Scott Paul is an entrepreneur, adventurer, and futurist. His is currently the CEO of Wooly, an active angel investor, and advising several other startups and entrepreneurs. He has pioneered the idea of moving to a 100% meetless lifestyle. Over the past several months, he has been able to move virtually all of his scheduled appointments to an asynchronous format–freeing up his calendar and bringing a newfound peace to his life. Following is the (somewhat imperfect) transcript our interview conducted asynchronously on Volley.
Josh: Hey, Scott just wanted to start this interview with you on living the meetless lifestyle. You've been one of the pioneers in adopting a completely meetless lifestyle. So just have a number of questions to help all of our other users make the transition to living a meetless lifestyle. So the first question is, tell us in 30 or 60 seconds what you do and who you have conversations within a given week to do what you do.
Scott: Hello, Josh, my name's Scott Paul, and I'm the CEO of a company called Wooly. And what I really do in a given day is I split my time between talking to employees, prospective employees, and a lot of people on LinkedIn. That seems to be my social of choice and where I have the most conversations. I don't do an Instagram or Facebook, really, I'm always on LinkedIn and over the last eight years, honestly, even longer, probably 12 years, I've been pretty active and about now, I don't remember six years ago when they started having a feed where you could create content. I started creating content that brings a lot of engagement, you know, through the inbox and messaging where people say, Hey, I love the posts you did. I'd love to grab 15 minutes of time and talk to you and you encouraged me to do this or try this. And I used to take those 15 minutes and put them on a calendar and it was painful, but it was kind of the way that I like to get back to the community and just help an entrepreneur out or somebody asking questions. And now that's over. I am going to do it asynchronously, no more meeting invite. And we're looking at my schedule. Just one simple link I drop in there. Eventually, it'll probably just say, Hey, search me up. I'm Scott Paul on Volley. So that's a new way to be meetless. Yup.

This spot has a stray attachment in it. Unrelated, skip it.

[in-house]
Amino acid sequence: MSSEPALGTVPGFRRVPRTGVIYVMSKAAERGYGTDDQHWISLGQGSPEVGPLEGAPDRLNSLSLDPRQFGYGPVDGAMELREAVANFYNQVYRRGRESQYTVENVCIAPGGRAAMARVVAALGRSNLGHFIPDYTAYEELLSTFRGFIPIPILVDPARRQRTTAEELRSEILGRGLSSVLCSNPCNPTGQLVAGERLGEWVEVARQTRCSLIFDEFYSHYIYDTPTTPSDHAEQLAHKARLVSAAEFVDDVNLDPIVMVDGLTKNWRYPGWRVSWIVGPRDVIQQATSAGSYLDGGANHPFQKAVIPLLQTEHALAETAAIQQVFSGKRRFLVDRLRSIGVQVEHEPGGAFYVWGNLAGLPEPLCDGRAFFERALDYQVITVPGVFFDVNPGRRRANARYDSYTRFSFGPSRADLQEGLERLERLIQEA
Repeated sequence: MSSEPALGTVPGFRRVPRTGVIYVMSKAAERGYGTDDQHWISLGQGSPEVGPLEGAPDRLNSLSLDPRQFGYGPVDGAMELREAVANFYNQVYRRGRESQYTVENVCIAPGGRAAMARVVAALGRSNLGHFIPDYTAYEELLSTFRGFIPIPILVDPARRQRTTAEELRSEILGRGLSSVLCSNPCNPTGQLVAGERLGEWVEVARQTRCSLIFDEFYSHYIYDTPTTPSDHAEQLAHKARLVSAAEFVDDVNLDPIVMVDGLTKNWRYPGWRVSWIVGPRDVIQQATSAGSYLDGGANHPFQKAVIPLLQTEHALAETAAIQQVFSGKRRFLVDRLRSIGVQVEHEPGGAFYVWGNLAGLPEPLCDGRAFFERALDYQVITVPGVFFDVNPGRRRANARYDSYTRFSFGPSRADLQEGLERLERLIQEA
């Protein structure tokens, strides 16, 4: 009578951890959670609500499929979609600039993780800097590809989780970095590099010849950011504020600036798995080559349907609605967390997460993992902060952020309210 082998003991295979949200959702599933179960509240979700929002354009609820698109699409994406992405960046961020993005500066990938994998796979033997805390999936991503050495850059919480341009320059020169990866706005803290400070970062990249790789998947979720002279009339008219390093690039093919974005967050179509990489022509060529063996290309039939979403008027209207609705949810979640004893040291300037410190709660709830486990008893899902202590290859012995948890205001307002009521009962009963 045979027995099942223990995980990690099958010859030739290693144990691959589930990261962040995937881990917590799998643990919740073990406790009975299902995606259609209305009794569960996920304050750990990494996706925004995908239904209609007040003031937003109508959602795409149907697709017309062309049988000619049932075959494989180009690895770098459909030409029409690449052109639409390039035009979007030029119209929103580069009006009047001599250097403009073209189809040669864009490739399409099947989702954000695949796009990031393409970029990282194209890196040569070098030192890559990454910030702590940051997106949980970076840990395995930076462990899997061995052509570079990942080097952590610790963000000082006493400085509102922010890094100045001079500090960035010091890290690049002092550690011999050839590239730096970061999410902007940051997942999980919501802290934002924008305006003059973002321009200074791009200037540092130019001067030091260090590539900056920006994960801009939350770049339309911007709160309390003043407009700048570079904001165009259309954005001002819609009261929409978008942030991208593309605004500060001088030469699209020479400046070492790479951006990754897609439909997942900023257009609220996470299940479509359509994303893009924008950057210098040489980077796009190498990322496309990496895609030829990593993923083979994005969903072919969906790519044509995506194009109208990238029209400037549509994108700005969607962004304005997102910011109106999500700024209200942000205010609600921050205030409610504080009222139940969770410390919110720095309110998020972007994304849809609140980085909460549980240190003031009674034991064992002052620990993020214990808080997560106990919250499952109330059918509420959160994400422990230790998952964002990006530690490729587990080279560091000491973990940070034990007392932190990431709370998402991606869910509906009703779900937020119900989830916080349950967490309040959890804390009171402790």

Josh: And I know you're also a very active angel investor and having many conversations with dozens of companies that you've invested in as well as new entrepreneurs and hearing pitches all the time. So the question is, why did you decide to go meetless?
Scott: Hey, Josh, just doing some mountain biking showing off the value of asynchronous communications. So why I decided to go meetless is, well for reasons like this, I like to go mountain biking with my wife any time of the day. And I don't like it when I have something on the, on the schedule, on the calendar that would require perfect connection and, you know, real-time two-way connectivity in some cases, many, you know, many people on the call. And so I'm able to do what I want when I want it. And, so far, no one seems to be against. In fact, everyone's like, Oh my gosh, this will help me so much with my life. And, and you know, no looking at your calendar, trying to figure out when you both have time to meet, you, start a conversation whenever you want. And, and they can respond whenever they want. It's turn-based the best part to going meetless is time, time savings on LinkedIn and, you know, meeting entrepreneurs that wanted to send me their deck. And they're looking for an angel to invest. I used to take those calls and it would be an hour-long and that's just too much. I don't have time for an hour call with everyone that requests. It just wouldn't be a good use of anyone's time. Honestly, I now do those same discussions in less than five minutes, and maybe it'll go 10 minutes back and forth, but it happens at two X speed. Two, I'm able to consume video content, just like audiobooks at double the speed. And so that's you call it 20 minutes of content, but do it in 10 minutes. And it never goes over really often because unless I'm really interested because a meeting will always fill the time that you have put aside for it. If it's an hour, are you going an hour, sometimes over, but with Volley, you're not, you can get the conversation done when what's been said, and the action that needs to be taken is clear. You move off to whatever action that is and finish that, that conversation or keep it going in perpetuity.
Josh: Yes. I love what you said about, I don't have time for that hour. I know all of my investor friends see a thousand pitches a year, 900 of which are not useful, but they can't really upset the entrepreneur and so you sit through an hour, hour and a half sometimes. So, the ability to record video can definitely help you become more succinct and precise with your responses. So the next question would be–what did your day look like before you made the shift, and what does it look like now? Like some tangible evidence of, you know, anything you could share there.